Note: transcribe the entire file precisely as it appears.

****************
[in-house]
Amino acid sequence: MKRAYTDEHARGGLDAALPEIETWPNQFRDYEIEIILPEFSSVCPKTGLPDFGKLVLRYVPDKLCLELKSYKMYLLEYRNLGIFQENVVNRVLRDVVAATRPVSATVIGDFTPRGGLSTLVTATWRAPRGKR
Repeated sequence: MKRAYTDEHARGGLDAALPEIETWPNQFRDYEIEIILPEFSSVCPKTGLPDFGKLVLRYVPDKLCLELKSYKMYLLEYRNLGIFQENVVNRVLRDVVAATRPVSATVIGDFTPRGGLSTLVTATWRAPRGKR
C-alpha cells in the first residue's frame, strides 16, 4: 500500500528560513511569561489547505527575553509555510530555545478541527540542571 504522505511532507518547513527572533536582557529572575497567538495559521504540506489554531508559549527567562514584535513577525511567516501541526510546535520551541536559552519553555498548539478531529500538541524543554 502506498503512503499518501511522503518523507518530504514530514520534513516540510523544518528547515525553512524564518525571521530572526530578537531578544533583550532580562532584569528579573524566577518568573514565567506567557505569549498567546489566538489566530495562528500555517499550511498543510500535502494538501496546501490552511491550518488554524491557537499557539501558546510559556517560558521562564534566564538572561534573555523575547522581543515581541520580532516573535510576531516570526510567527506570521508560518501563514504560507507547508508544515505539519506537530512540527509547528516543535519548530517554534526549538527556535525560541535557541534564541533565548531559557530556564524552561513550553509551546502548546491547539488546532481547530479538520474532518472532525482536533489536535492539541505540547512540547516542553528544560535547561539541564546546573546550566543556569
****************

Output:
[in-house]
Amino acid sequence: MKRAYTDEHARGGLDAALPEIETWPNQFRDYEIEIILPEFSSVCPKTGLPDFGKLVLRYVPDKLCLELKSYKMYLLEYRNLGIFQENVVNRVLRDVVAATRPVSATVIGDFTPRGGLSTLVTATWRAPRGKR
Repeated sequence: MKRAYTDEHARGGLDAALPEIETWPNQFRDYEIEIILPEFSSVCPKTGLPDFGKLVLRYVPDKLCLELKSYKMYLLEYRNLGIFQENVVNRVLRDVVAATRPVSATVIGDFTPRGGLSTLVTATWRAPRGKR
C-alpha cells in the first residue's frame, strides 16, 4: 500500500528560513511569561489547505527575553509555510530555545478541527540542571 504522505511532507518547513527572533536582557529572575497567538495559521504540506489554531508559549527567562514584535513577525511567516501541526510546535520551541536559552519553555498548539478531529500538541524543554 502506498503512503499518501511522503518523507518530504514530514520534513516540510523544518528547515525553512524564518525571521530572526530578537531578544533583550532580562532584569528579573524566577518568573514565567506567557505569549498567546489566538489566530495562528500555517499550511498543510500535502494538501496546501490552511491550518488554524491557537499557539501558546510559556517560558521562564534566564538572561534573555523575547522581543515581541520580532516573535510576531516570526510567527506570521508560518501563514504560507507547508508544515505539519506537530512540527509547528516543535519548530517554534526549538527556535525560541535557541534564541533565548531559557530556564524552561513550553509551546502548546491547539488546532481547530479538520474532518472532525482536533489536535492539541505540547512540547516542553528544560535547561539541564546546573546550566543556569